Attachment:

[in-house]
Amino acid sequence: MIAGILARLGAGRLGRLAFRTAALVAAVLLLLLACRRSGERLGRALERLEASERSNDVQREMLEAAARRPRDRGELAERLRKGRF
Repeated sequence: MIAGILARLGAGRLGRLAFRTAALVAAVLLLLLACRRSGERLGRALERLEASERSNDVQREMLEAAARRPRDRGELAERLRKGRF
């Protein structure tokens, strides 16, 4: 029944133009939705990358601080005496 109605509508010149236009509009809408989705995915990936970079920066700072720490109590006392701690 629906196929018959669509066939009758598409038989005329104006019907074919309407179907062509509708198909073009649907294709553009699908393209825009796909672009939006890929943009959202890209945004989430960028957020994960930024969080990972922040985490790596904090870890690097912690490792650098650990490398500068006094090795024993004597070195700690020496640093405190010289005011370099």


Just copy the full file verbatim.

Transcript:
[in-house]
Amino acid sequence: MIAGILARLGAGRLGRLAFRTAALVAAVLLLLLACRRSGERLGRALERLEASERSNDVQREMLEAAARRPRDRGELAERLRKGRF
Repeated sequence: MIAGILARLGAGRLGRLAFRTAALVAAVLLLLLACRRSGERLGRALERLEASERSNDVQREMLEAAARRPRDRGELAERLRKGRF
């Protein structure tokens, strides 16, 4: 029944133009939705990358601080005496 109605509508010149236009509009809408989705995915990936970079920066700072720490109590006392701690 629906196929018959669509066939009758598409038989005329104006019907074919309407179907062509509708198909073009649907294709553009699908393209825009796909672009939006890929943009959202890209945004989430960028957020994960930024969080990972922040985490790596904090870890690097912690490792650098650990490398500068006094090795024993004597070195700690020496640093405190010289005011370099």